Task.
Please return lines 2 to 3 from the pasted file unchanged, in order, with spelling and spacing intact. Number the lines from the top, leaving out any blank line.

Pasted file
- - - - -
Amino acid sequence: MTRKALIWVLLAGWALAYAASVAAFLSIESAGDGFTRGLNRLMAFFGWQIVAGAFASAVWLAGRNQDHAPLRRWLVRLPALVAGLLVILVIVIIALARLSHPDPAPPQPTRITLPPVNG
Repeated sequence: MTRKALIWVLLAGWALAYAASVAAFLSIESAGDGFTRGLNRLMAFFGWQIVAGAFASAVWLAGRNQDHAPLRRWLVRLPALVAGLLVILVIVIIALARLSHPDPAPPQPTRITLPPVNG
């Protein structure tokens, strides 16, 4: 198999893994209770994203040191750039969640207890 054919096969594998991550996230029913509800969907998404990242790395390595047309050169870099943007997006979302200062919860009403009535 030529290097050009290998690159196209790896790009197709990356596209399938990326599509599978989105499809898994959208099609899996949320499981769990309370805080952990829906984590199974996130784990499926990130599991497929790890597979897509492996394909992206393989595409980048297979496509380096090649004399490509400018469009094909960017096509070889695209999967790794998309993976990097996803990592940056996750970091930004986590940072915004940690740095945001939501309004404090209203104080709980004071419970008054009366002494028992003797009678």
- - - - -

Repeated sequence: MTRKALIWVLLAGWALAYAASVAAFLSIESAGDGFTRGLNRLMAFFGWQIVAGAFASAVWLAGRNQDHAPLRRWLVRLPALVAGLLVILVIVIIALARLSHPDPAPPQPTRITLPPVNG
């Protein structure tokens, strides 16, 4: 198999893994209770994203040191750039969640207890 054919096969594998991550996230029913509800969907998404990242790395390595047309050169870099943007997006979302200062919860009403009535 030529290097050009290998690159196209790896790009197709990356596209399938990326599509599978989105499809898994959208099609899996949320499981769990309370805080952990829906984590199974996130784990499926990130599991497929790890597979897509492996394909992206393989595409980048297979496509380096090649004399490509400018469009094909960017096509070889695209999967790794998309993976990097996803990592940056996750970091930004986590940072915004940690740095945001939501309004404090209203104080709980004071419970008054009366002494028992003797009678």